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INTRODUCTION. IT T must be evident at first view to every one
who looks into the writings of the four Evangelists, that they have given to the world the history of a very extraordinary personage. Jesus Christ whose life and actions they have left upon record, was in their apprehension, the Son of God; Had been in the begin
ning with God,' and was sent into this world. by the special appointment of his father, on a very important and extraordinary design: and Jesus Christ himself fo foon as he appeared publickly amongst mankind assumed this high and sacred character, declaring that what he taught and did was by his immediate commiffion and authority. Hence we are naturally led to enquire, what is to be found in the listory of his life, that is equal to the dignity
and importance of this character; and we unavoidably expect to meet with some peculiar marks of excellence and merit in the life of a person whom we are taught to honour as the messenger and Son of God. We shall find accordingly in the history of his life, such a series of extraordinary events, as fully answers this natural expectation, and marks his character in a very striking and distinguished manner.
These extraordinary events were of two kinds,
ist, Such as proceeded more immediately from the providence of God, and were the effects of an extraordinary interposition of his power.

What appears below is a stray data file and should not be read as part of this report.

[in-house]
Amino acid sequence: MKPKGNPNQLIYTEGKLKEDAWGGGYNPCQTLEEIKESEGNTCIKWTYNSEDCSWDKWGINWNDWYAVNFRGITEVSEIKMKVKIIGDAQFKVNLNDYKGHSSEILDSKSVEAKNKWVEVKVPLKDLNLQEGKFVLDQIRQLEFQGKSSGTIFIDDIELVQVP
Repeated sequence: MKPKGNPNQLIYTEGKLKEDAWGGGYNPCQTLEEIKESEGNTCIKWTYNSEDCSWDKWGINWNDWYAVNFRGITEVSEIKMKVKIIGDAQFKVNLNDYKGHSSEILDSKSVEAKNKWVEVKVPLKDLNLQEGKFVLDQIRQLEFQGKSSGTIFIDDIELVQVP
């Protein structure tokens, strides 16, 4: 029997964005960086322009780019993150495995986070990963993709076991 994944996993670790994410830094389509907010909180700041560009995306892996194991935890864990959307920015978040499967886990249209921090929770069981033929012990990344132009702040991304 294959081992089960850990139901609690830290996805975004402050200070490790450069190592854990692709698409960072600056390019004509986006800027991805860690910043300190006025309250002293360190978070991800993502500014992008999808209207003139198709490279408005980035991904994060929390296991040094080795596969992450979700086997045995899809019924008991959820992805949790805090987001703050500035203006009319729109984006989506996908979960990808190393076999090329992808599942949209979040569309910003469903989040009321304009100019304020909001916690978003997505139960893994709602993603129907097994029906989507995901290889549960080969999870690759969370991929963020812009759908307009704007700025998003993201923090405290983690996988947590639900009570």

2dly, Such as proceeded more immediately from Chrift himfelf, and were the consequences of his own extraordinary wisdom, power and goodnefs.
To these two different attestations of his character, Jesus appears to have referred, when he told the Jews, *'I am one that bear • witness of myself, and the Father that fent
me, beareth witness of me, ” i. e. I attest the truth of my commisfion from the Father, by the purity and goodnefs of my life, by the wisdom and importance of the doctrines which
Joho viii. 19.
I teach, and by the mighty works which I perform. The Father alfo beareth witness of me by the marvellous interpofitions of his power and providence in my behalf.
It is chiefly propofed in the following effay, to consider those events in the history of the gospel by which Jesus Christ bore witness of himself, and manifested the peculiar dignity and importance of his character: as these however were accompanied with some extraordinary interpositions of providence, by which his heavenly Father also bore witness of him, it may not be improper to prefix a short account of them from the records of the gospel.
Of the extraordinary interpositions of divine
Providence recorded in the history of Jesus
Christ. WHEN God sent his Son into the world,
he judged it proper to atteft his divine commission, and announce the dignity and importance of his character by some very extraordinary appearances of providence. He did not indeed distinguish him, or announce his dignity by any of thofe outward honours and advantages of life, which are the great objects of human ambition, and by which the pride of man makes him fond to be distinguished. Jesus was so far from being honour'd and diftinguished in this manner by his heavenly Father, that he lived entirely destitute of all the honours and advantages of this world. He had not, as he says himself, · Where to • lay his head;' as his prophet hath expreffed it, 'He had no forin nor comeliness; when
men saw him, there was no beauty that they should desire him, and therefore he was rejected and despised.
This circumstance however was with great propriety adapted to the sacred office which he was to bear, and the purposes for which